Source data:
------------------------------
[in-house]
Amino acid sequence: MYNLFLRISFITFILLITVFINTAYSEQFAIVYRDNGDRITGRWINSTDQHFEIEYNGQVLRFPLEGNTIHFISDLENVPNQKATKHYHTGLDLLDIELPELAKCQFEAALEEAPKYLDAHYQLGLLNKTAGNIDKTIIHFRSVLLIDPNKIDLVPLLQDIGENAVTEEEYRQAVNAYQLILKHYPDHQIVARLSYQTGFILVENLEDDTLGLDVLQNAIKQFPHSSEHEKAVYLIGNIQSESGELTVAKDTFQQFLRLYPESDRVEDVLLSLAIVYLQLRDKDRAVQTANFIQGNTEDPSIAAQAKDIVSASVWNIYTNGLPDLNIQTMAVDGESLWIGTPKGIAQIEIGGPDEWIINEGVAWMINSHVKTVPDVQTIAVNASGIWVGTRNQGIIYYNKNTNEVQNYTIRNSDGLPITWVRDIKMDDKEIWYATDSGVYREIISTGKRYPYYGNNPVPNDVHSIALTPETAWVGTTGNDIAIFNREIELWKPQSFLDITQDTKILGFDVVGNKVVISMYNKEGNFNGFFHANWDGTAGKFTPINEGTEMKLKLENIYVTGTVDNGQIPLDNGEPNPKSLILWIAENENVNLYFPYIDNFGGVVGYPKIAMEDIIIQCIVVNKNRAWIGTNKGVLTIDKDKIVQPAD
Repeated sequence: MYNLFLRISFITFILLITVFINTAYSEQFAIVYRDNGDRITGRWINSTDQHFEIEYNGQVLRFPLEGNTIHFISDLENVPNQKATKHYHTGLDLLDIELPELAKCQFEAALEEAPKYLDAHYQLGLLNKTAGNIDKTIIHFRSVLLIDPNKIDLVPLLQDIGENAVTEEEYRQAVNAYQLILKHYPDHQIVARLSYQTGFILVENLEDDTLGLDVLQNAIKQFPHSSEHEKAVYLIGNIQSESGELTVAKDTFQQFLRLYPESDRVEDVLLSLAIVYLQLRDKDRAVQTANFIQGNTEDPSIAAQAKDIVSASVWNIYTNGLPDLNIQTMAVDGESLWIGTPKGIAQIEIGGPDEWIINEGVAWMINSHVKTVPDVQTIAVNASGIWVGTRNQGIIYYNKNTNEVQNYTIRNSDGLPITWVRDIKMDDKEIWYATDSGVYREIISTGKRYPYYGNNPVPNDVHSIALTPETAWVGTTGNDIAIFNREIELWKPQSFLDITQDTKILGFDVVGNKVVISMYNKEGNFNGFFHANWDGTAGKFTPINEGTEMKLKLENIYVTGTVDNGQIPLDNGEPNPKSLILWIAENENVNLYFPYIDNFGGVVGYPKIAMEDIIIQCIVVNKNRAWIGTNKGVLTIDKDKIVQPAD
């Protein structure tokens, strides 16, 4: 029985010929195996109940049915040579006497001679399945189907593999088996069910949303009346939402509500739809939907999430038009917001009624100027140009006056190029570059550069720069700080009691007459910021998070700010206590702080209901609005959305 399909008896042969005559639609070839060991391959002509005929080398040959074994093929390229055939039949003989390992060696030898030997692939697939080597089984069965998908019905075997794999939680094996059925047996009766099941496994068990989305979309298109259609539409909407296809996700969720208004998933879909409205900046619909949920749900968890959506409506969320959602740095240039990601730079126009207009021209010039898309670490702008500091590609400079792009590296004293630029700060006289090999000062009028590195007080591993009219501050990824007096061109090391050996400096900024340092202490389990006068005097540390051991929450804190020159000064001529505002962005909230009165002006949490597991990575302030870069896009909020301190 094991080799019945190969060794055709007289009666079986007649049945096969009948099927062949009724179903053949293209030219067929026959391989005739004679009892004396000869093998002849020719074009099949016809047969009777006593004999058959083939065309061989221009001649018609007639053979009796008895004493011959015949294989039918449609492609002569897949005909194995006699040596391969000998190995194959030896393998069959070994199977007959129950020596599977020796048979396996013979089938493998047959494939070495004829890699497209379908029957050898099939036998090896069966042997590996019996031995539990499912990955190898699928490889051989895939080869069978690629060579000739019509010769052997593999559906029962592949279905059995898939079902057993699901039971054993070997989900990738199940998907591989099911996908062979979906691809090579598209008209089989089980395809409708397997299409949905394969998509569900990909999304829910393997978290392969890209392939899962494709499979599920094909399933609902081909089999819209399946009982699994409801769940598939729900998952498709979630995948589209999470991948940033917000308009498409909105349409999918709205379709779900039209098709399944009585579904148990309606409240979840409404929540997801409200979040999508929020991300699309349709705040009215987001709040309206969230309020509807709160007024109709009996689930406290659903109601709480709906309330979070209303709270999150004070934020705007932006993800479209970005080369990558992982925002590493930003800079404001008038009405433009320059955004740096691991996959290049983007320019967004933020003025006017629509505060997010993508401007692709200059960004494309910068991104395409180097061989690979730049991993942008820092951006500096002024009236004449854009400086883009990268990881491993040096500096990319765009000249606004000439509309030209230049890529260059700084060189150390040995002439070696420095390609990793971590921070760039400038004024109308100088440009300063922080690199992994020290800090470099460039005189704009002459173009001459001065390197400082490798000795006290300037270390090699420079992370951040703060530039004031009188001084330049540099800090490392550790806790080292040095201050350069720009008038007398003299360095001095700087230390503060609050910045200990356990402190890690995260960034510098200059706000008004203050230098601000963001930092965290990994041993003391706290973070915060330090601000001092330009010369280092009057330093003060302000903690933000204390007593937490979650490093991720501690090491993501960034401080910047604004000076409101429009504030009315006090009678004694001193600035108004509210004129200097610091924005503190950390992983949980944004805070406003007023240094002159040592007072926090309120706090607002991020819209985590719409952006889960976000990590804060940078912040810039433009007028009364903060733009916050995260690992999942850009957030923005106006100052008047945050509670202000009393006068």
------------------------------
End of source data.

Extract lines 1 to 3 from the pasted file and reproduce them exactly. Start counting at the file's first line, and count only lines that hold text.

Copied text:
[in-house]
Amino acid sequence: MYNLFLRISFITFILLITVFINTAYSEQFAIVYRDNGDRITGRWINSTDQHFEIEYNGQVLRFPLEGNTIHFISDLENVPNQKATKHYHTGLDLLDIELPELAKCQFEAALEEAPKYLDAHYQLGLLNKTAGNIDKTIIHFRSVLLIDPNKIDLVPLLQDIGENAVTEEEYRQAVNAYQLILKHYPDHQIVARLSYQTGFILVENLEDDTLGLDVLQNAIKQFPHSSEHEKAVYLIGNIQSESGELTVAKDTFQQFLRLYPESDRVEDVLLSLAIVYLQLRDKDRAVQTANFIQGNTEDPSIAAQAKDIVSASVWNIYTNGLPDLNIQTMAVDGESLWIGTPKGIAQIEIGGPDEWIINEGVAWMINSHVKTVPDVQTIAVNASGIWVGTRNQGIIYYNKNTNEVQNYTIRNSDGLPITWVRDIKMDDKEIWYATDSGVYREIISTGKRYPYYGNNPVPNDVHSIALTPETAWVGTTGNDIAIFNREIELWKPQSFLDITQDTKILGFDVVGNKVVISMYNKEGNFNGFFHANWDGTAGKFTPINEGTEMKLKLENIYVTGTVDNGQIPLDNGEPNPKSLILWIAENENVNLYFPYIDNFGGVVGYPKIAMEDIIIQCIVVNKNRAWIGTNKGVLTIDKDKIVQPAD
Repeated sequence: MYNLFLRISFITFILLITVFINTAYSEQFAIVYRDNGDRITGRWINSTDQHFEIEYNGQVLRFPLEGNTIHFISDLENVPNQKATKHYHTGLDLLDIELPELAKCQFEAALEEAPKYLDAHYQLGLLNKTAGNIDKTIIHFRSVLLIDPNKIDLVPLLQDIGENAVTEEEYRQAVNAYQLILKHYPDHQIVARLSYQTGFILVENLEDDTLGLDVLQNAIKQFPHSSEHEKAVYLIGNIQSESGELTVAKDTFQQFLRLYPESDRVEDVLLSLAIVYLQLRDKDRAVQTANFIQGNTEDPSIAAQAKDIVSASVWNIYTNGLPDLNIQTMAVDGESLWIGTPKGIAQIEIGGPDEWIINEGVAWMINSHVKTVPDVQTIAVNASGIWVGTRNQGIIYYNKNTNEVQNYTIRNSDGLPITWVRDIKMDDKEIWYATDSGVYREIISTGKRYPYYGNNPVPNDVHSIALTPETAWVGTTGNDIAIFNREIELWKPQSFLDITQDTKILGFDVVGNKVVISMYNKEGNFNGFFHANWDGTAGKFTPINEGTEMKLKLENIYVTGTVDNGQIPLDNGEPNPKSLILWIAENENVNLYFPYIDNFGGVVGYPKIAMEDIIIQCIVVNKNRAWIGTNKGVLTIDKDKIVQPAD